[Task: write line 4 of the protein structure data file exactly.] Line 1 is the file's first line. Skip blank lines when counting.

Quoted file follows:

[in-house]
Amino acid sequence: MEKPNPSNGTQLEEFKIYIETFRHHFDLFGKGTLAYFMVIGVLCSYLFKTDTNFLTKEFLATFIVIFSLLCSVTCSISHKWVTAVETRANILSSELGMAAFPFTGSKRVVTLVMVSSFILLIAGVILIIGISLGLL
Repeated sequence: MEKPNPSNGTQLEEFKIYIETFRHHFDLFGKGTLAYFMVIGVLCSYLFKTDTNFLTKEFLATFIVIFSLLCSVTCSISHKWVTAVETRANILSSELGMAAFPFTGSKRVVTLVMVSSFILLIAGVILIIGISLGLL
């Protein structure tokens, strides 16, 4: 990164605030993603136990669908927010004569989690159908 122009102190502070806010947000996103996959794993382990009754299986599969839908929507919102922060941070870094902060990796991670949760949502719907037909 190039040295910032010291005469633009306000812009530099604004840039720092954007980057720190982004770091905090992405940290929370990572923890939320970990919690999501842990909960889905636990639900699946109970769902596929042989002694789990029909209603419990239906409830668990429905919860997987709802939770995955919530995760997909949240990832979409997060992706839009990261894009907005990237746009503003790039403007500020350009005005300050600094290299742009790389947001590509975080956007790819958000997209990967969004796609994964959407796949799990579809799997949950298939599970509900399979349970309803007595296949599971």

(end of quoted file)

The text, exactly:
């Protein structure tokens, strides 16, 4: 990164605030993603136990669908927010004569989690159908 122009102190502070806010947000996103996959794993382990009754299986599969839908929507919102922060941070870094902060990796991670949760949502719907037909 190039040295910032010291005469633009306000812009530099604004840039720092954007980057720190982004770091905090992405940290929370990572923890939320970990919690999501842990909960889905636990639900699946109970769902596929042989002694789990029909209603419990239906409830668990429905919860997987709802939770995955919530995760997909949240990832979409997060992706839009990261894009907005990237746009503003790039403007500020350009005005300050600094290299742009790389947001590509975080956007790819958000997209990967969004796609994964959407796949799990579809799997949950298939599970509900399979349970309803007595296949599971």